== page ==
Dear friend, teacher, family, and others in my life.
Maybe we haven’t been connecting lately or you’re not really sure where to start. Perhaps friendly words that work with others are not helping build conversations with me. Maybe I’m non-speaking or I’m squealing or scripting or seem terrified of you, and you don’t know how to communicate with me. Perhaps now that you know I’m disabled, you feel like something’s shifted in our relationship.
It’s OK. I know you care. So I’m going to share something important with you about autistic people that will help you be a friend to me, and to other autistics.
Autistic people love ideas and information and people and animals and objects with intensity. Our passion for our favourite things is a whole-body-whole-mind feels-great experience. It is invigorating, exciting, soothing, numbing, and relaxing for us to engage in our passions. We find beauty in ordinary and surprising places. Our special interests can be our everything, and sharing them with people we love is how we show we care.
I’ll repeat that for emphasis because it’s so important – sharing our passions with the people we love is how we show we care and how we connect with you.
When we discover we share something in common, or we have detailed knowledge of a topic or item, we desperately want to share that with you.
If you would like to forge a deeper connection with an autistic child or adult in your life (like me), then understanding this about us is really important. We need you to be present and interested in our passions. That looks different for each of us but it might include sitting quietly with us and watching while we touch and play with our favourite objects, or listening while we talk in depth about our passion.
Even more exciting is when you show curiosity and thoughtfulness in exploring our passions, out of a desire to genuinely share in that special interest with us. For example, watching or reading more about our passion, asking us questions to learn more, or hunting down new objects and information related to our interest. The word ‘genuine’ is really important here. Your must have a real desire to be engaged in our lives. Becoming curious about our passions is a natural extension of this genuine desire.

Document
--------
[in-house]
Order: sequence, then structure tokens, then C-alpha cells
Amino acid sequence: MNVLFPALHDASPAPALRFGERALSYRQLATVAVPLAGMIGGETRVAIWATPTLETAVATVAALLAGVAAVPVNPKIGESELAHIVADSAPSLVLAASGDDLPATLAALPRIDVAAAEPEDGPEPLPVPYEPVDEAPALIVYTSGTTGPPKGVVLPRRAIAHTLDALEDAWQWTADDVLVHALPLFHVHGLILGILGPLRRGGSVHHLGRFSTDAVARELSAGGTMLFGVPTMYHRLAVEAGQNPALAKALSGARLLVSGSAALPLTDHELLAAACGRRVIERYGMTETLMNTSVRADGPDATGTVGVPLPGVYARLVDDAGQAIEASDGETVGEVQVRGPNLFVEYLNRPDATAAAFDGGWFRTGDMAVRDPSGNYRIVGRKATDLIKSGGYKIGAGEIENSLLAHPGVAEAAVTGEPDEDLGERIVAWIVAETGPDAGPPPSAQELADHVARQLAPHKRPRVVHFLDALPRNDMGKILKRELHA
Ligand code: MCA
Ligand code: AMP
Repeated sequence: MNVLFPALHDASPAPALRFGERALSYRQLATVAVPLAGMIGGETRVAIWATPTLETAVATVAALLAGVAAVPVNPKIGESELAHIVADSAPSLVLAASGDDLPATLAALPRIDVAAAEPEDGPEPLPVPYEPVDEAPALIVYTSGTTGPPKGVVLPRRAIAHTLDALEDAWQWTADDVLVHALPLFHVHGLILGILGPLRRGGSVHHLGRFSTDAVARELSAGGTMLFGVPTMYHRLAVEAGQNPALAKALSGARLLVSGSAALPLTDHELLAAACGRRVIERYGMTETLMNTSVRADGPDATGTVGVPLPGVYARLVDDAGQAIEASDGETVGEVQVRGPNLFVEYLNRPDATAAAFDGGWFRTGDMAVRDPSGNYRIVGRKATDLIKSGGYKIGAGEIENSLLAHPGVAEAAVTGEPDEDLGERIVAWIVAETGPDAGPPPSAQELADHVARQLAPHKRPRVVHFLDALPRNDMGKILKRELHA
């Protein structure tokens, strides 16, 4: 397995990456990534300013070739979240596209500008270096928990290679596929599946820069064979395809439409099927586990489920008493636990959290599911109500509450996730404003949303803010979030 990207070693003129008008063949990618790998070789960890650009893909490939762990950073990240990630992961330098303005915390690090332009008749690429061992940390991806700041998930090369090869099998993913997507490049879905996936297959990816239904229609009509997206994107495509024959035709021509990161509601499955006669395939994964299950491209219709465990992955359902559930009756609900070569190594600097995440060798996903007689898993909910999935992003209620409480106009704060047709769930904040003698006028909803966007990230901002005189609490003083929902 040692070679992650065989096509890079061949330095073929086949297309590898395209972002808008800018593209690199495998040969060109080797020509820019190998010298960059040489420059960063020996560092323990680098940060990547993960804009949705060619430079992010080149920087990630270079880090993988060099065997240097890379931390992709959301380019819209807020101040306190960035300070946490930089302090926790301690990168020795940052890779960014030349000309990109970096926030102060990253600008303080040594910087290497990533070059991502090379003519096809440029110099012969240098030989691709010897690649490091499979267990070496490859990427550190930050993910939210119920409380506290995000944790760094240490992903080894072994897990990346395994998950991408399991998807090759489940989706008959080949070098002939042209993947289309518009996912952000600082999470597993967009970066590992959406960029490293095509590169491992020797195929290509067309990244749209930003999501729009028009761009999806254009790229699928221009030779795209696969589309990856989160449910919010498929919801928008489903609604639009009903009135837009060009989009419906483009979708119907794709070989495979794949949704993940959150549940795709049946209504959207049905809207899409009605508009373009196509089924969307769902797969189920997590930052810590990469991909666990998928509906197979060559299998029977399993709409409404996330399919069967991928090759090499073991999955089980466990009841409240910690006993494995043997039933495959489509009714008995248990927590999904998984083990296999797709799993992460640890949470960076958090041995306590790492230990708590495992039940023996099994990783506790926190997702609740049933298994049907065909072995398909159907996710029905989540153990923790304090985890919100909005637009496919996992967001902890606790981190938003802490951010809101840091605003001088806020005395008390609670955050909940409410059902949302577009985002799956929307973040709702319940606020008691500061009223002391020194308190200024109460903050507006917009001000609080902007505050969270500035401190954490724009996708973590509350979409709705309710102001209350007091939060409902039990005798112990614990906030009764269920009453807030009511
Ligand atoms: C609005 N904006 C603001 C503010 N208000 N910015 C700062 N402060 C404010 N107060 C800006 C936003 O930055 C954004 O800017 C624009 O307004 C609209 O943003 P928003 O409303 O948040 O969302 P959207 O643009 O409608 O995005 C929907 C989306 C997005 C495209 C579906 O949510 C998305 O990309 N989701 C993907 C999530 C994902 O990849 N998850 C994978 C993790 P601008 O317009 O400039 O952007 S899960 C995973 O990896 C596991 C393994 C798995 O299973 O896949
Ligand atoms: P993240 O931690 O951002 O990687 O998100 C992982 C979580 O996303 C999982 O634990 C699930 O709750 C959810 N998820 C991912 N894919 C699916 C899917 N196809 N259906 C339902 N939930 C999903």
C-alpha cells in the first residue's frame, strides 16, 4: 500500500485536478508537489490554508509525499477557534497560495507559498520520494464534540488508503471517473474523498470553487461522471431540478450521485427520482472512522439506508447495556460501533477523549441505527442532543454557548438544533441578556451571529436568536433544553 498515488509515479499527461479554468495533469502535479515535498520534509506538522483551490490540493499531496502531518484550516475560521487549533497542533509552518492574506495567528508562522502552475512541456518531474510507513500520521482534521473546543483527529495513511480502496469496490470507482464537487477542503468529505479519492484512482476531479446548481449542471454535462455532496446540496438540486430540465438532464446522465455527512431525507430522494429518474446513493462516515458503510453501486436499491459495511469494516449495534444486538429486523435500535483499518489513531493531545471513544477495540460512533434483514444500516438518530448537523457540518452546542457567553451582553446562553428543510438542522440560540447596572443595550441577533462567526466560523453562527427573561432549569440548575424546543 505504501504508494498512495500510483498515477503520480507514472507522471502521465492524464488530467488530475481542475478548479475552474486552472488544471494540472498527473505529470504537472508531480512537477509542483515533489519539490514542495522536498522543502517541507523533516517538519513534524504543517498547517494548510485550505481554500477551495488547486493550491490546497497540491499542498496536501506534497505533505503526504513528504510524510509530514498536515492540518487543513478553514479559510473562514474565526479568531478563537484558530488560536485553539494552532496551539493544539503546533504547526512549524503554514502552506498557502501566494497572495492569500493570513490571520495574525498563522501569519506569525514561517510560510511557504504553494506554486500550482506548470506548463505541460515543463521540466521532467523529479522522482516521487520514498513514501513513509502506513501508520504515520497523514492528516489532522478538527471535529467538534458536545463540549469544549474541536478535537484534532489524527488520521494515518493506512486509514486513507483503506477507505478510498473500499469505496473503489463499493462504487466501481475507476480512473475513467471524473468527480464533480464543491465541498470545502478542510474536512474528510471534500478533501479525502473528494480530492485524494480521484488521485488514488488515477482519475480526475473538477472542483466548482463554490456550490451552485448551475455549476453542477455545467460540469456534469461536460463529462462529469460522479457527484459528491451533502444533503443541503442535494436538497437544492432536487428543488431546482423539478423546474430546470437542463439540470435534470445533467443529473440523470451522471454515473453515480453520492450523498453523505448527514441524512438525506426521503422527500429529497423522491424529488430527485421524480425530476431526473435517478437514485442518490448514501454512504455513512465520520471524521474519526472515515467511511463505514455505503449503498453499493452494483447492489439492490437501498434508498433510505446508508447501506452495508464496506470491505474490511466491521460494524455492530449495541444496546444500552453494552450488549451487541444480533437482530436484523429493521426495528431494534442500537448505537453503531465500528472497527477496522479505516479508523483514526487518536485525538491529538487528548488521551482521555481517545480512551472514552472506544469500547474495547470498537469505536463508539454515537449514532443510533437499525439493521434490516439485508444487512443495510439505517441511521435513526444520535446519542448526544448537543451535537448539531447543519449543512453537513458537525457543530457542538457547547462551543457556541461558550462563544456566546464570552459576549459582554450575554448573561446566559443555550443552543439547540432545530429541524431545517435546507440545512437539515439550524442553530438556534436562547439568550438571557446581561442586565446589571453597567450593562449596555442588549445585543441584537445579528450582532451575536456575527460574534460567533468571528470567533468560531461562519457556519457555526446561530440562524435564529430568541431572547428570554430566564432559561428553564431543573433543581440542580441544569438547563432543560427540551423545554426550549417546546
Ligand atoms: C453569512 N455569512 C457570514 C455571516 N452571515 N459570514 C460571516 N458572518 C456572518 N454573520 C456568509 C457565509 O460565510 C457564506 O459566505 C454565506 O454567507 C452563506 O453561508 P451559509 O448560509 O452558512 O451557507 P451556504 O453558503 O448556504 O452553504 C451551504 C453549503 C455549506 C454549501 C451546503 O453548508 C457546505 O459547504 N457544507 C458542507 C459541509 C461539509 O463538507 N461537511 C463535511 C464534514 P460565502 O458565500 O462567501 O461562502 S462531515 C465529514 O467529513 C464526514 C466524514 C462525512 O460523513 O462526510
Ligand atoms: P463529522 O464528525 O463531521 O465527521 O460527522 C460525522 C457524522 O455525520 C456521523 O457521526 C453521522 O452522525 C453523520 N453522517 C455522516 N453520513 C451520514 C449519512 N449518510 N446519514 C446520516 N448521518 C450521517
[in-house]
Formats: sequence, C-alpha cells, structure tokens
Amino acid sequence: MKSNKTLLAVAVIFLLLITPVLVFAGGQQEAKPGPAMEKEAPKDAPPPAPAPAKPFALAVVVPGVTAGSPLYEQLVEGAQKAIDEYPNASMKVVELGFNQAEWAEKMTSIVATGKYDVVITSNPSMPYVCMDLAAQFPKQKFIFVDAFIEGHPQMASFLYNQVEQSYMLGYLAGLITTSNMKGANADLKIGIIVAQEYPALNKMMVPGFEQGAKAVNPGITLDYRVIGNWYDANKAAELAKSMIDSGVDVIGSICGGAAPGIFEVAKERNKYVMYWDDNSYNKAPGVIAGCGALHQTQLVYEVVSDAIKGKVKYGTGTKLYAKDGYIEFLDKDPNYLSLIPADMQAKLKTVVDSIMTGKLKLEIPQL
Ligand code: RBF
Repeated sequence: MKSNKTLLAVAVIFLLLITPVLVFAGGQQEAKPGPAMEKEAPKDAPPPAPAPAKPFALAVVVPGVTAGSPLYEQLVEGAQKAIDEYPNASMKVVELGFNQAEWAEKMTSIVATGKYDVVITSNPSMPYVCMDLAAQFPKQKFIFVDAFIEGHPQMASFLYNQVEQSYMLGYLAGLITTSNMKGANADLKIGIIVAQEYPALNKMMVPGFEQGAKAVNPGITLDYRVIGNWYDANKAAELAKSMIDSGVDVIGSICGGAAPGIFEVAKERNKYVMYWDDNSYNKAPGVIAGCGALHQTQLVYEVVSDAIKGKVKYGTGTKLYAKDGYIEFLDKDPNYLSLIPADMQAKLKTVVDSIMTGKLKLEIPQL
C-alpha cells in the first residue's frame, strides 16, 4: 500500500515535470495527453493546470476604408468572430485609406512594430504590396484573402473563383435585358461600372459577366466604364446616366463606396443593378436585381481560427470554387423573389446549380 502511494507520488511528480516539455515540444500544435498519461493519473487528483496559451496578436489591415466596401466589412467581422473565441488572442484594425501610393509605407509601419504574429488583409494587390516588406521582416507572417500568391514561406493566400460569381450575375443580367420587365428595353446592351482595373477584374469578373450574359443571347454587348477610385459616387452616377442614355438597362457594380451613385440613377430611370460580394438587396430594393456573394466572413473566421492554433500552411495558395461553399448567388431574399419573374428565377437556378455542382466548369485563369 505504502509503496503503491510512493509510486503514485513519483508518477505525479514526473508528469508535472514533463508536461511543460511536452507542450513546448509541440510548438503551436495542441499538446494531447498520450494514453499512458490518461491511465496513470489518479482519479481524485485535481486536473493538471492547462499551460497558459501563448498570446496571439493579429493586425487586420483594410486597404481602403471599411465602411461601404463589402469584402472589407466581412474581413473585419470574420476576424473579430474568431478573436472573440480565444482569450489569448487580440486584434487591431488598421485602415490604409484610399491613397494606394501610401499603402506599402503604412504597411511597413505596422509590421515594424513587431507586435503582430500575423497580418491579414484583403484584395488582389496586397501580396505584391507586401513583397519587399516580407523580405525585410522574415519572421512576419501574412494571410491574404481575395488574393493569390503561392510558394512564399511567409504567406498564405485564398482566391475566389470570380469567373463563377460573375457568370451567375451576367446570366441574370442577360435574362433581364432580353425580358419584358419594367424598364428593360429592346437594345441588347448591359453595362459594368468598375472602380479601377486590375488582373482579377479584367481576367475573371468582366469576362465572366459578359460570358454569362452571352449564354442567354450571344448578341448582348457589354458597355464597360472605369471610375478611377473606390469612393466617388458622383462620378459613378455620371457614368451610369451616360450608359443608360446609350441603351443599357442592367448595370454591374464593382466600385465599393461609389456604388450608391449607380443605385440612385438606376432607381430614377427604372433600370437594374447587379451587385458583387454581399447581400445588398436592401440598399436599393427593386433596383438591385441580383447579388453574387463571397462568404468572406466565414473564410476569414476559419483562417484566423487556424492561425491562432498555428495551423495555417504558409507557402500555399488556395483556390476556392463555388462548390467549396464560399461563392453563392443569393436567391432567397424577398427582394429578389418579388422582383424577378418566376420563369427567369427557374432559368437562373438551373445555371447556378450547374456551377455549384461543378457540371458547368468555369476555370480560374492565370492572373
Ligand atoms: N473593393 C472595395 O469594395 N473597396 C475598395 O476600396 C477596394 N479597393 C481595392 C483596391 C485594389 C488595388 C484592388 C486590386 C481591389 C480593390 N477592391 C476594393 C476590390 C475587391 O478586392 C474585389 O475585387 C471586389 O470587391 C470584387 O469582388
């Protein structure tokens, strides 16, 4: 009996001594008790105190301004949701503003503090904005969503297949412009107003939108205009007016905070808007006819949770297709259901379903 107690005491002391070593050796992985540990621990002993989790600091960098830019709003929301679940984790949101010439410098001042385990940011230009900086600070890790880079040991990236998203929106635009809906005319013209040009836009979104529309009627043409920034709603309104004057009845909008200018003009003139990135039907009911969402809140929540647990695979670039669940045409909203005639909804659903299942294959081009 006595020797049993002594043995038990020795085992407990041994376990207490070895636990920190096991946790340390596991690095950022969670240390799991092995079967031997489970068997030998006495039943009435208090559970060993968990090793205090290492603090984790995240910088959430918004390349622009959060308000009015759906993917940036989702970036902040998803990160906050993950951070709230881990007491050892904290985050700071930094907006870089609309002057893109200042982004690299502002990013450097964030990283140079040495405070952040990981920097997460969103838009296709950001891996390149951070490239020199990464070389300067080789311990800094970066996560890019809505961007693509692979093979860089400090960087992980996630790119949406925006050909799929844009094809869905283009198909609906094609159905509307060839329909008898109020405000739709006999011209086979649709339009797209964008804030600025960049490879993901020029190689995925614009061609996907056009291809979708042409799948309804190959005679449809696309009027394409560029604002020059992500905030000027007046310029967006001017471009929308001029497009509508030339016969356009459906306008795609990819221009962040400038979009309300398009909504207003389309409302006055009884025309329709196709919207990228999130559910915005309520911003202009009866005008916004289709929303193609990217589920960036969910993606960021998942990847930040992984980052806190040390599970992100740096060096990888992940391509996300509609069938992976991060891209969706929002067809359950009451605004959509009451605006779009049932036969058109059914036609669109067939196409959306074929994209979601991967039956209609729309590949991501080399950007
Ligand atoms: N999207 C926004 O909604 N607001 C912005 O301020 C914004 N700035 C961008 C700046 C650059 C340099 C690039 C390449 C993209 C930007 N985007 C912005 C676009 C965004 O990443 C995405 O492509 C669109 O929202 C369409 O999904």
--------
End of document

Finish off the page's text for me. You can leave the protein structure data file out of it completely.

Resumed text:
You might be thinking ‘OK this is straightforward. Listening, noticing and being curious. This is how I relate to my friends, colleagues and family already’.
Sadly for autistic people, we can come to learn that our passions are too intense, too boring, too unusual, or too much for the people around us.
Despite the widespread belief that we miss social cues, we do notice that our desire to talk, play, live, think, and explore everything about our special interest 24-7 isn’t desirable for others. We are acutely aware when people are feigning interest in our favourite things.
Sometimes we’ve been conditioned not to share our passions as a result of years of being asked to stop talking about our special interests because we’re ‘rude’, ‘exhausting’ or ‘boring’. Sometimes we’re asked to stop playing or doing our special interests because we ‘need broader interests’ or need to ‘learn about other things’ or ‘play like our peers’. When this has happened to us, we feel anxious or shame about communicating or letting people see our passions.
So please be genuine. First figure out if you actually want a connection with me as I am right now, an autistic person with many other things that make me who I am. If the answer is yes, as I think it is, then know that being in my life means discovering the wonders of my special interests.
I invite you to find out more about the passions of the autistic people in your life. Listen. Watch. Be present and engaged. Get excited. Be curious. Try to tap in to the beautiful, exciting energy our interests unleash.
When you do you’ll experience moments of connection that will blow you away.
Three of my favourite articles to help you understand autistic passions and ways of communicating:
- Cynthia Kim – An Open Invitation to Infodump
- Erin Human – Infodumping is my Love Language
- Leia Solo – An Insider’s View of Special Interests